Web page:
by Andrew Boyd

Click here for audio of Episode 2872

Today, low tech in a high tech game. The University of Houston's College of Engineering presents this series about the machines that make our civilization run, and the people whose ingenuity created them.

I find it funny that a game born in animal pastures now lays claim to some of the most sophisticated technology in sport. That game is golf. And while I could point to playing equipment — balls, clubs, apparel — many other sports have experienced similar advances. Where golf's different, and it's changed the entire game, is in the construction and care of golf courses. And nowhere is the technology more fully on display than on the putting green.

The ideal green has no blemishes. The more a ball "rolls true" the more the game relies on skill rather than chance. As a result, the pursuit of ever more perfect greens borders on maniacal. Special mowers are capable of cutting grass to a tenth of an inch. Heavy rolling machines smooth the surface. And this is to say nothing of the sand, dirt, and grass capable of surviving such preening.

stimp roller

But for all of the putting green innovations the best known is the simplest of all. At the 1935 U.S. Open, amateur golfer Edward Stimpson saw a problem. On some greens the ball rolled much faster than on others. That left players guessing. How could the greens be made more consistent from hole to hole?

Stimpson started by asking how to determine the speed of a green. The answer was to measure how far a ball would roll when imparted with a fixed amount of energy. His solution? A thirty-six inch stick with a v-groove running its length. One can almost imagine an early prototype cobbled together from wooden yardsticks. On a flat section of the green place the ball on one end of the stick. Raise that end about twelve-and-a-half inches above the ground. Let the ball roll down and onto the green. Finally, measure how far it goes. If the ball rolls ten feet, we say the green is "a ten on the Stimpmeter."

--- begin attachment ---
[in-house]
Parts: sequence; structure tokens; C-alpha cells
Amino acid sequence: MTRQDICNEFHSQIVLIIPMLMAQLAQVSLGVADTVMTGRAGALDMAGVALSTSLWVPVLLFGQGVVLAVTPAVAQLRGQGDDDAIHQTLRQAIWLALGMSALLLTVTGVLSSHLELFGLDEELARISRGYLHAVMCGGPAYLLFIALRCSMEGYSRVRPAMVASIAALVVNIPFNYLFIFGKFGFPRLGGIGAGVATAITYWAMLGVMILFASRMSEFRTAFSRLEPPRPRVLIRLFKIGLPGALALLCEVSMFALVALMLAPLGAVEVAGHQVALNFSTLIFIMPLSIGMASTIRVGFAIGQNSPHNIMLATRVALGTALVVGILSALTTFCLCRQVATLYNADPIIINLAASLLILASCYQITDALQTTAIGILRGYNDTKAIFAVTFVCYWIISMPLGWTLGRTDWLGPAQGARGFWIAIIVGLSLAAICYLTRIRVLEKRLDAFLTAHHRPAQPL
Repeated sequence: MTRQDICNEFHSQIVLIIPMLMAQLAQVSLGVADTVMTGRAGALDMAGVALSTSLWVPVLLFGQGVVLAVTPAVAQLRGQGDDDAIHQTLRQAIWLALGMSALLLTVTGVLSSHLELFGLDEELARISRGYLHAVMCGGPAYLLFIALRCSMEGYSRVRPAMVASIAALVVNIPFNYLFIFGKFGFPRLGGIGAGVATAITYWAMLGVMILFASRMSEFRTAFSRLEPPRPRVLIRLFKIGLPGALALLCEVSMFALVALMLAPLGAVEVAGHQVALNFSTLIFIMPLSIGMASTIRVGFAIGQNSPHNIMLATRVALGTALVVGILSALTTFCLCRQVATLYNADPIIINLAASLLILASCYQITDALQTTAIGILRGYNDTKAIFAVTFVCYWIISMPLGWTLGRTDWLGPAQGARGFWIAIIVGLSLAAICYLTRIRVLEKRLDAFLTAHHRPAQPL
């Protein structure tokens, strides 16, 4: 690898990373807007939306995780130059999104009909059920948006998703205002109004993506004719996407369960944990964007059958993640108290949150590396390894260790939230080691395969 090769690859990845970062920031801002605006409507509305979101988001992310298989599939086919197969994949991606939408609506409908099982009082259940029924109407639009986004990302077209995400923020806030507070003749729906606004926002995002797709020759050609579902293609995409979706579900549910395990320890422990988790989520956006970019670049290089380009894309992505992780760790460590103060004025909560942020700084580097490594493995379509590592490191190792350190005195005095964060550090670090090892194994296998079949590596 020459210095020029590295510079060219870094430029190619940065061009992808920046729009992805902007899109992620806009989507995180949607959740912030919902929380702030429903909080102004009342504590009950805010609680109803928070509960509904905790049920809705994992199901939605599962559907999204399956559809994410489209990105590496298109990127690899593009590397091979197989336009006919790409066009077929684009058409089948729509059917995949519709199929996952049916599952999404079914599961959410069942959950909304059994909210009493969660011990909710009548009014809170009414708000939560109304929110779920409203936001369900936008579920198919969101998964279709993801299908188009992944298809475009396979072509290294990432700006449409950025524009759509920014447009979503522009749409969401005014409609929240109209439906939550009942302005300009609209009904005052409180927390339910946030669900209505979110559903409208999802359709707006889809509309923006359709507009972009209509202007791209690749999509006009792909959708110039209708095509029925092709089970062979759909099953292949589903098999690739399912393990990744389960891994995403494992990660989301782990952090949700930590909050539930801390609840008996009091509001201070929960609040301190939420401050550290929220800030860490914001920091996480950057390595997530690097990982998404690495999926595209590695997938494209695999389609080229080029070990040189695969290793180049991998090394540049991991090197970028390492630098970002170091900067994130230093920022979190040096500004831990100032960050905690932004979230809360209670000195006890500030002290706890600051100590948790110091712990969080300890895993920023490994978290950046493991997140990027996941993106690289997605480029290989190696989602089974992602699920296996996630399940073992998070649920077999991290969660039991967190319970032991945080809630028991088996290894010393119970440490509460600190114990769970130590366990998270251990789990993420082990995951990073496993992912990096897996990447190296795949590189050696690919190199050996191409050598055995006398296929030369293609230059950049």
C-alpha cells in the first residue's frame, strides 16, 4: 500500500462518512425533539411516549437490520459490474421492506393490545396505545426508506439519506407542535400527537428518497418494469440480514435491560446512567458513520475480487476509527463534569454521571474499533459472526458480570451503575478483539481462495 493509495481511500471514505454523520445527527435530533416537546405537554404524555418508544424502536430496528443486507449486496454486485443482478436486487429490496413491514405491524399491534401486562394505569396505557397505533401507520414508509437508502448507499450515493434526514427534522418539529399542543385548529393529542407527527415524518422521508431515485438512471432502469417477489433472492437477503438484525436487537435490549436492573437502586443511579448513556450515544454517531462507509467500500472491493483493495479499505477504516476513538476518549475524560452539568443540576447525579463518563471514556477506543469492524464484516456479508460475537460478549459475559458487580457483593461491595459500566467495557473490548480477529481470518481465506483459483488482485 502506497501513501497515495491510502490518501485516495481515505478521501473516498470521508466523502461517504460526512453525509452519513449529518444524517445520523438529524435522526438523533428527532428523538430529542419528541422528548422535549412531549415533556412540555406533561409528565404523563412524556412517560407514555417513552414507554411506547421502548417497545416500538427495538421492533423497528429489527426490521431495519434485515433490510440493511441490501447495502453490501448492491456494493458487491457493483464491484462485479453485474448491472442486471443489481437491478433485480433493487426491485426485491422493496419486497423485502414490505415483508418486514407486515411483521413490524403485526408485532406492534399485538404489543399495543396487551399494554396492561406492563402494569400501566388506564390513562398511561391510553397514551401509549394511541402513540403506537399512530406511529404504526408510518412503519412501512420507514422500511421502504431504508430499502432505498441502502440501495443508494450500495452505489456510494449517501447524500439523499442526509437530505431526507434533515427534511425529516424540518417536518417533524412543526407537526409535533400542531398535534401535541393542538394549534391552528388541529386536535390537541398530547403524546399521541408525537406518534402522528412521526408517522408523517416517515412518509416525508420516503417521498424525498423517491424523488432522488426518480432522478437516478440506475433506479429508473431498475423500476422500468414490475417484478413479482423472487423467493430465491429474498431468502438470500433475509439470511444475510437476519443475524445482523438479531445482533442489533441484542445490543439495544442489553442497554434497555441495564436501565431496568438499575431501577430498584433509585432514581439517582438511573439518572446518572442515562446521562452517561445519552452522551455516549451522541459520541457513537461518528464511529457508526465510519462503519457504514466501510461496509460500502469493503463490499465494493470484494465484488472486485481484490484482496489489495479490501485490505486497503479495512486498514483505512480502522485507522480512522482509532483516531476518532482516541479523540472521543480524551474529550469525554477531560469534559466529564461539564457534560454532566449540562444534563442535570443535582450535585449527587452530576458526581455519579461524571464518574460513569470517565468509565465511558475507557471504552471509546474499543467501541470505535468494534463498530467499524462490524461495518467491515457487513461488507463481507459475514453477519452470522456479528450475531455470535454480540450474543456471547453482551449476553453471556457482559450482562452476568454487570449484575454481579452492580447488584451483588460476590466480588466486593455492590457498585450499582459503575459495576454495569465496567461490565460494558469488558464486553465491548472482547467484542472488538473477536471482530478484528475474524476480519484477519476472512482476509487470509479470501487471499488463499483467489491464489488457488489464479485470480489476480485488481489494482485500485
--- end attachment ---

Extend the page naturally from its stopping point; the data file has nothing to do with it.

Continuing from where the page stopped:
A low number indicates a slow green; a high number a fast green. Mistakes are magnified on a fast green. On a slow green, if I strike a ball a little too hard, it may roll a foot past the hole. On a fast green, that same miss-hit could translate to a much longer distance. Contours are also more difficult to navigate on a fast green. Green speed is to golfers what Kate Middleton's attire is to monarch mavens.

Not surprisingly, the speed of greens has been going up. When greens were measured in 1977 at the Masters Tournament, they averaged 7.9 on the Stimpmeter. Today, speeds are approaching twice that.

It's all thanks to technology. And it's fair to ask: is all that technology being put to its best use? That's a question the game's governing bodies have been asking themselves with renewed urgency in recent years. It's a question of what's best for the game and what's best for the planet. But I'm sure whatever happens we'll long see tournament officials wandering courses in the wee hours, trusty Stimpmeters in hand.

I'm Andy Boyd at the University of Houston, where we're interested in the way inventive minds work.

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Notes and References:

Stimpmeters are ingeniously designed. In order for tests using the Stimpmeter to be uniform, the angle formed with the ground must be identical for each roll. Rather than using a vertical brace, which would make the device more cumbersome, a notch is placed 30 inches from the lower end (see pictures). By precisely engineering the notch, the ball will release when the Stimpmeter is tilted to the appropriate angle of about 20 degrees. The Stimpmeter is truly nothing more than a stick with a hole in it.

R. Hurley. The Obsession with Putting Green Speed and Misuse of the Stimpmeter. From the website: Accessed March 26, 2013.

B. Klein. "Augusta's Greens: Secrets to Magic Carpet Ride." Golf Week. April 5, 2012. See also the Golf Week website: Accessed March 26, 2013.

H. Yun. USGA Introduces Updated Stimpmeter. January 25, 2013. From the USGA website: Accessed March 26, 2013.

The picture of the green roller is from a website of the AgriMetal Company. The pictures of the Stimpmeter are from a website of the United States Golf Association.

This episode first aired on March 28, 2013.